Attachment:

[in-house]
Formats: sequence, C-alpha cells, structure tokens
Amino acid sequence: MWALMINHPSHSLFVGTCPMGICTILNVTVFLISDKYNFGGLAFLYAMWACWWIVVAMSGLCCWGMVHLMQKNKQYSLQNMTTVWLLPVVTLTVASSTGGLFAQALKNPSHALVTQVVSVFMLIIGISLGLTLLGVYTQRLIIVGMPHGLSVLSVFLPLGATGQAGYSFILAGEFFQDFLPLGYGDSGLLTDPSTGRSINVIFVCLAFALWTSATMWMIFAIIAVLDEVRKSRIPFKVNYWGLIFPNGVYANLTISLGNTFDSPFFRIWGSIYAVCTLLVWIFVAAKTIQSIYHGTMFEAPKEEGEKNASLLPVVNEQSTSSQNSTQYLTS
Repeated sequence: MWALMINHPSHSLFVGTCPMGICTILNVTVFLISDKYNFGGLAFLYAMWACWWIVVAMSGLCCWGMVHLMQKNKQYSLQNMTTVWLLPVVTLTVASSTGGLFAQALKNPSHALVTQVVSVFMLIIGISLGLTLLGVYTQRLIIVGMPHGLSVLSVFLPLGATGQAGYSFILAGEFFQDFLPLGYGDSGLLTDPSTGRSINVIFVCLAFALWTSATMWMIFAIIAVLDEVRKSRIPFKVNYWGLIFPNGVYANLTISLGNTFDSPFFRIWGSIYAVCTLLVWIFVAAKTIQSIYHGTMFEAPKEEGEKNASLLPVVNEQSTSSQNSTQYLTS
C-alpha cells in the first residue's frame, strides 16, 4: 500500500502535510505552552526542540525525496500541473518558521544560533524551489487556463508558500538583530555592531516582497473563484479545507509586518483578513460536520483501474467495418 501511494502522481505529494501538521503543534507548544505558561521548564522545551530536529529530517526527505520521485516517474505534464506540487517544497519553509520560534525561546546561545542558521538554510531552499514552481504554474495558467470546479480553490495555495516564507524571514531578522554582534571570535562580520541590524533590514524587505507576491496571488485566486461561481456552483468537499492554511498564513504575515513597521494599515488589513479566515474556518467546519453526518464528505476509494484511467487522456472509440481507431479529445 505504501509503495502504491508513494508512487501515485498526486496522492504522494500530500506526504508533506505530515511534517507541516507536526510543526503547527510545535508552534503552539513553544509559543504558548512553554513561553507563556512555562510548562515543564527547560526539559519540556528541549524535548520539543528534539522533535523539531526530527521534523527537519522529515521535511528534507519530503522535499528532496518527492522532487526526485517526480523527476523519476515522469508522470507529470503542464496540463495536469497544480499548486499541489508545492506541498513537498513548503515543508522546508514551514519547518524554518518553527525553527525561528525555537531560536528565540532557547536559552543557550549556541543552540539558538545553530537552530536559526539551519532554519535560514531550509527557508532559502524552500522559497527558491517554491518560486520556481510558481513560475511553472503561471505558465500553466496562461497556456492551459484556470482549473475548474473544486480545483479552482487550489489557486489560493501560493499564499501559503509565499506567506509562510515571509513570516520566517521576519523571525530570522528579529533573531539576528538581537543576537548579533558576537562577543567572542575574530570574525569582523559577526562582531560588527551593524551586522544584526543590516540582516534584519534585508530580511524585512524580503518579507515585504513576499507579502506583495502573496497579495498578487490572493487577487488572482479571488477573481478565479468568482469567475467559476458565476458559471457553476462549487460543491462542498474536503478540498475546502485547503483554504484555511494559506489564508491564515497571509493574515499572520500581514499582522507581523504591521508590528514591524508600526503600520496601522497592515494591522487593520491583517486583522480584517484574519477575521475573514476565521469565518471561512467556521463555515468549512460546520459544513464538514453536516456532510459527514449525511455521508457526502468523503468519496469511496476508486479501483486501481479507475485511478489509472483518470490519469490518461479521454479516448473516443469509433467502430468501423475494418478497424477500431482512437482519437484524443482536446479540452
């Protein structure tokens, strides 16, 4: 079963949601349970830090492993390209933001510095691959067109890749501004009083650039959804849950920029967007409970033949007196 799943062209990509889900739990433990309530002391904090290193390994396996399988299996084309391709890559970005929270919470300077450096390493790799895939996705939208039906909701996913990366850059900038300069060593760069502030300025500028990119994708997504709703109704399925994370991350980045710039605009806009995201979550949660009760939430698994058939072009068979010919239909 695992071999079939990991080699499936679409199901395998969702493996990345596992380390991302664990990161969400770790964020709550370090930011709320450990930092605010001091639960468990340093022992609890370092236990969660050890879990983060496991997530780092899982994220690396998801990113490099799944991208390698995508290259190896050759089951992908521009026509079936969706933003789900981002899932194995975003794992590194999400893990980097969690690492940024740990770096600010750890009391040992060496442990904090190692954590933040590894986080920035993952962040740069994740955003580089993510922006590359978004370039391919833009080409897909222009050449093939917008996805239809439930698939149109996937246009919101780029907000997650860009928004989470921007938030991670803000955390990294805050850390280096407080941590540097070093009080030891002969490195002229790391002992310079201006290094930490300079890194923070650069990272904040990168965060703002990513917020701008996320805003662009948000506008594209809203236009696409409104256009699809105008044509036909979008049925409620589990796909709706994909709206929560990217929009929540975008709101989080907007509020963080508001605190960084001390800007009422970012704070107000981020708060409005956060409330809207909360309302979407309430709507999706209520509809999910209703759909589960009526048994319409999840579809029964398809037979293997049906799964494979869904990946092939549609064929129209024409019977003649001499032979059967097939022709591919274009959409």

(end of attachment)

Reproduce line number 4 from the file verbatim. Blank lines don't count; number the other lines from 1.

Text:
Repeated sequence: MWALMINHPSHSLFVGTCPMGICTILNVTVFLISDKYNFGGLAFLYAMWACWWIVVAMSGLCCWGMVHLMQKNKQYSLQNMTTVWLLPVVTLTVASSTGGLFAQALKNPSHALVTQVVSVFMLIIGISLGLTLLGVYTQRLIIVGMPHGLSVLSVFLPLGATGQAGYSFILAGEFFQDFLPLGYGDSGLLTDPSTGRSINVIFVCLAFALWTSATMWMIFAIIAVLDEVRKSRIPFKVNYWGLIFPNGVYANLTISLGNTFDSPFFRIWGSIYAVCTLLVWIFVAAKTIQSIYHGTMFEAPKEEGEKNASLLPVVNEQSTSSQNSTQYLTS